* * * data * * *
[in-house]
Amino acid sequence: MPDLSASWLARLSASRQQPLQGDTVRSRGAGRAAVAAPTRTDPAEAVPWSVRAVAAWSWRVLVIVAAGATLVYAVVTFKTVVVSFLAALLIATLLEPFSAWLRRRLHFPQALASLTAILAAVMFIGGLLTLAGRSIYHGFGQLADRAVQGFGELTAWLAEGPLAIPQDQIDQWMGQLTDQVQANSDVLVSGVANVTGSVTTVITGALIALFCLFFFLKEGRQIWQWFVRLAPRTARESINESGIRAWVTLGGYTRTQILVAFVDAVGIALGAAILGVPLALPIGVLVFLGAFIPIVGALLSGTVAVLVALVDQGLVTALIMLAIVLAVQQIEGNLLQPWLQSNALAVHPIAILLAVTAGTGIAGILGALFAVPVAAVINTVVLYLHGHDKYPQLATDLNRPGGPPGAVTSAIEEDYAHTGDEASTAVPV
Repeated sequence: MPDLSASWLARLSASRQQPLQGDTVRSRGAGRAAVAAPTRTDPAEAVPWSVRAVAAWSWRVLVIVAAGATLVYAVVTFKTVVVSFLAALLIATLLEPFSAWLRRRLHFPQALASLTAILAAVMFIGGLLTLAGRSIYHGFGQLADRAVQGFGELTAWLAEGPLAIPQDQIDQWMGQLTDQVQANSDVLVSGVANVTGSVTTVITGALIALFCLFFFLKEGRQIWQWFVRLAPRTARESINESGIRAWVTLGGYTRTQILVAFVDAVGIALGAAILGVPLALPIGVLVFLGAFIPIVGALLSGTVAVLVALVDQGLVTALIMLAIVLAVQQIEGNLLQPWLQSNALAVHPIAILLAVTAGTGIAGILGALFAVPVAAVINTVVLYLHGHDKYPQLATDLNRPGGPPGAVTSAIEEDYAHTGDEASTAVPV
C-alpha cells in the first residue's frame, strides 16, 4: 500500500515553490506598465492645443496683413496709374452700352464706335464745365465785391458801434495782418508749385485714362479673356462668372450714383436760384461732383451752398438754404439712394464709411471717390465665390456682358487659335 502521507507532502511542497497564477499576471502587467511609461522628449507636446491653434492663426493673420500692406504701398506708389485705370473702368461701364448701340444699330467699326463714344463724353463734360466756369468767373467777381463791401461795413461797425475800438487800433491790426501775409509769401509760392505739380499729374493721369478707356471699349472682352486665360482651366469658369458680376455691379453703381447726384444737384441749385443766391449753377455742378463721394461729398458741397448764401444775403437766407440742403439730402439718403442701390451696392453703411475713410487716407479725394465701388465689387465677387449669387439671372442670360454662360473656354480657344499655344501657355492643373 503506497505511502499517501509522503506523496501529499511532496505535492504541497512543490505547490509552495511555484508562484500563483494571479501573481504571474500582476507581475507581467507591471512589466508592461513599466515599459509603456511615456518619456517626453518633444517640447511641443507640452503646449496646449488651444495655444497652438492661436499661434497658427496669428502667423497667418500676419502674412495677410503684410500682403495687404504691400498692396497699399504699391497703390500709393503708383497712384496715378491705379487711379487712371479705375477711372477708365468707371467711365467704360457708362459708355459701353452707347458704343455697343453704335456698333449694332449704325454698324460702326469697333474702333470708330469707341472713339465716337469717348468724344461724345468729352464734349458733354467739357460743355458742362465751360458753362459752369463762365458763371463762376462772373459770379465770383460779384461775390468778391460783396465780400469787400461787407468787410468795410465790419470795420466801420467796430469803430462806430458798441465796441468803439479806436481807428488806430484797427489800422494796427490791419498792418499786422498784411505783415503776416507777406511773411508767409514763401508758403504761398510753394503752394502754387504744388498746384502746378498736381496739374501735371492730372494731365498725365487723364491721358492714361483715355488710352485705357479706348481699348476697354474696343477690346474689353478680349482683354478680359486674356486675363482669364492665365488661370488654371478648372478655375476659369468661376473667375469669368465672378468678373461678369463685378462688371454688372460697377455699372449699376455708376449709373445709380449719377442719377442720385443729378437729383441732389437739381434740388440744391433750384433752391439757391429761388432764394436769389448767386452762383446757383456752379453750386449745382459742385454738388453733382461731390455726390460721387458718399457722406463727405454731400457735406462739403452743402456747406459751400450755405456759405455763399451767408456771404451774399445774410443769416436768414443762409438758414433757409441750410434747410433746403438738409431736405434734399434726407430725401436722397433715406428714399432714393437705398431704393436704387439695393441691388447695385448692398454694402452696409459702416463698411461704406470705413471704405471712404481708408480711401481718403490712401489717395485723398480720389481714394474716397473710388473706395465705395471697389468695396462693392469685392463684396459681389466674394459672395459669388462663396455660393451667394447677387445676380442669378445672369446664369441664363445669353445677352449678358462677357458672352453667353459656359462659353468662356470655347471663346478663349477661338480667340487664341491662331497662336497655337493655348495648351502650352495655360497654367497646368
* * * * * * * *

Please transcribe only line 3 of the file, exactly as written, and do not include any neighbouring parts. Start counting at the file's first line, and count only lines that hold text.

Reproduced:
Repeated sequence: MPDLSASWLARLSASRQQPLQGDTVRSRGAGRAAVAAPTRTDPAEAVPWSVRAVAAWSWRVLVIVAAGATLVYAVVTFKTVVVSFLAALLIATLLEPFSAWLRRRLHFPQALASLTAILAAVMFIGGLLTLAGRSIYHGFGQLADRAVQGFGELTAWLAEGPLAIPQDQIDQWMGQLTDQVQANSDVLVSGVANVTGSVTTVITGALIALFCLFFFLKEGRQIWQWFVRLAPRTARESINESGIRAWVTLGGYTRTQILVAFVDAVGIALGAAILGVPLALPIGVLVFLGAFIPIVGALLSGTVAVLVALVDQGLVTALIMLAIVLAVQQIEGNLLQPWLQSNALAVHPIAILLAVTAGTGIAGILGALFAVPVAAVINTVVLYLHGHDKYPQLATDLNRPGGPPGAVTSAIEEDYAHTGDEASTAVPV